A crowd of around 100 volunteer techies and developers from Boston and beyond spent the weekend typing away at District Hall in the Seaport, sorting data and building tools for police and community members.
Their goal, organizers said, was to use technology to fight back against a human trafficking industry that has moved from street corners to the shadowy and hard-to-track world of message boards and the online black market.
“We can’t begin to keep up with it. Why? Because so much of it is all on the Internet,” Attorney General Maura Healey said in a speech to the crowd there for the Thomson Reuters’ Data Innovation Lab-sponsored hackathon on Sunday.
The two-day event split programmers into several groups, each charged with coming up with tools cities might use to identify human trafficking hotspots or track buyers who might otherwise avoid law enforcement.
“We need digital tools to detect it, prevent it and bring predators to justice,” Mayor Marty Walsh said in a speech. “That’s where everyone in this room comes in.”
In the past, the city has also hosted hackathons – collaborative bursts of coding, usually under one roof and over a limited number of hours or days - on topics like parking.
Human trafficking was among topics discussed during Walsh’s trip to the Vatican to visit the Pope.
In one room on Sunday, Nimit Sawhney and a team of a half-dozen or so hackers around a cluster of laptops were creating a platform to sort through arrest data and collect anonymous tips about suspicious activity.
The program-in-process could help police make decisions about the streets, parking garages, hotels or other areas in need of more surveillance, said Sawhney, who during the workweek is co-founder and CEO of online voting company called Voatz.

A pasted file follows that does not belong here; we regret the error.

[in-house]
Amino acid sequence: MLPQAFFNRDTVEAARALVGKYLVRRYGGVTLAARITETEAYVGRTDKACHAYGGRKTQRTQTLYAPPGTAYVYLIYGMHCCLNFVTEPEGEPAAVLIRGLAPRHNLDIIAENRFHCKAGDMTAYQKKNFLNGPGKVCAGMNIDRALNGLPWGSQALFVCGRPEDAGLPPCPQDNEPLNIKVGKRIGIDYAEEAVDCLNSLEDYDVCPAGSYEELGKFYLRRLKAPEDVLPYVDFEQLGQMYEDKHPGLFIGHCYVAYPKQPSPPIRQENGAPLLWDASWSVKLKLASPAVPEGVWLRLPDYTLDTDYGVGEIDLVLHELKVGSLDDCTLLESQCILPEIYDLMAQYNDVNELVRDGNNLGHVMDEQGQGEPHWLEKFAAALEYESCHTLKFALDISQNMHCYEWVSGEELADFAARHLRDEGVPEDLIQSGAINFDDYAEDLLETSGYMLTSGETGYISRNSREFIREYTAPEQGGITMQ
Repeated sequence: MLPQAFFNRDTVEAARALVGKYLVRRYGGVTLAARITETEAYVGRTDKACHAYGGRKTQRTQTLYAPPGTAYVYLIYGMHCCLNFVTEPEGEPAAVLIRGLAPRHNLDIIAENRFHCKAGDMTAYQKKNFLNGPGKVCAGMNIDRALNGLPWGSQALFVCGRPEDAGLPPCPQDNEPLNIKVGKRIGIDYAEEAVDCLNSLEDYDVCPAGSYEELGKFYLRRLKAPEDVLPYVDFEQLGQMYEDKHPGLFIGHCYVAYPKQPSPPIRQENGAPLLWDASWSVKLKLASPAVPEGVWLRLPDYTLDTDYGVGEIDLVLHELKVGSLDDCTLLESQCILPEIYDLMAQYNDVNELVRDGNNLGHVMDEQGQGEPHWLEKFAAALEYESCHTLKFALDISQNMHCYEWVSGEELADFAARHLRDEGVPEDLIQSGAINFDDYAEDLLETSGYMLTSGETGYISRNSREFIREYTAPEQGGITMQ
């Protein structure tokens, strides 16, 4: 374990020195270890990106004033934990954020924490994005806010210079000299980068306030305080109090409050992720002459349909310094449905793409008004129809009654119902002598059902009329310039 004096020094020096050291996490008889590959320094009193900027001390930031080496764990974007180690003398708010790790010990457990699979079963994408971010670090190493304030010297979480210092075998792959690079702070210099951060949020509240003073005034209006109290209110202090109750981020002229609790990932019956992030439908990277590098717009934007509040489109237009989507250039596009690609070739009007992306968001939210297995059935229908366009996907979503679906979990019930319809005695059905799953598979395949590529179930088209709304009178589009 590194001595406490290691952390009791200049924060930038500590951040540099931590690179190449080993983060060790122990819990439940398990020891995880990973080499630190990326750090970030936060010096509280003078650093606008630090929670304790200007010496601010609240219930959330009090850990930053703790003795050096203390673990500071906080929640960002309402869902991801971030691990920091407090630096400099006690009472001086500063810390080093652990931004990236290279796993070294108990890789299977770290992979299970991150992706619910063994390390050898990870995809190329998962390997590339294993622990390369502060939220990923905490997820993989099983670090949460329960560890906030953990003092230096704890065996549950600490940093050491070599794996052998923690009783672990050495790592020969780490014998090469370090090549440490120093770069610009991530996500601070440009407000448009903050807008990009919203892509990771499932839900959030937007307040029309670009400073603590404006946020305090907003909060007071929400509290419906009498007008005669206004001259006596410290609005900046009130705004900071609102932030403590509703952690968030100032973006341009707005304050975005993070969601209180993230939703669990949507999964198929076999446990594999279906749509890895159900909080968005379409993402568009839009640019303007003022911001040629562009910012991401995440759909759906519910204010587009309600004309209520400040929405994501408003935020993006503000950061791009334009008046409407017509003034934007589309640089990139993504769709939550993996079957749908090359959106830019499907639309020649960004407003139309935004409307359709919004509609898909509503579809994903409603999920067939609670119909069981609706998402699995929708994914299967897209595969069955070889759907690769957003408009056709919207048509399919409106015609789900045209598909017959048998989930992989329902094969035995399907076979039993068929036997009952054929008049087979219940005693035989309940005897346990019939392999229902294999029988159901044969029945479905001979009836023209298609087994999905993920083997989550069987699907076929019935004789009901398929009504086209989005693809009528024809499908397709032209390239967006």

“Some of that data is already out there,” said Ari Tal, another member of Sawhney’s hackathon team and a data scientist at FIS Global in Burlington, Mass. “We’re just creating new ways to aggregate that data.”
In another corner, a group of two was drawing up plans for a program that could let companies know how many of their computers are being used to access sites for soliciting sex.
“Our tech will pinpoint … where this is occurring,” said Carl Bryant, a Texas-based Thomson Reuters employee.
That data could inspire businesses to train employees on sex trafficking, or get them to find and hold accountable employees who pay for sex, said Catherine Manney, of Seattle-based Businesses Ending Slavery and Trafficking, who was working with the duo of hackers.
Overall, the hackathon’s focus was on demand – the customers of the sex trade, rather than on the sex workers and other victims of it.
In that way, it’s part of an important shift, said Cici Gordon of the locally based group Demand Abolition.
“We’re really hyper-focused on understanding the role that the buyers play in perpetuating the harm,” Gordon, who was there for the event, told Metro. “The fact of the matter is if you get rid of the demand, there won’t need to be any supply.”
Update Monday, Jan. 25 at 12:50 p.m.: Metro neglected to report a significant backlash to the hackathon and the work of the government and nonprofit groups involved in fighting back against human trafficking as it relates to sex work. Many identifying as sex workers or supporters of sex workers said the campaign might do more harm than good or that sex work ought to be decriminalized. Metro has contacted the Mayor’s Office for a response.
This story has also been edited to remove a term identified by a reader as an offensive slur.
Update Monday, Jan. 25 at 5:20 p.m.: Mayor Marty Walsh's office has responded to criticism leveled against the hackathon, issuing the following statement: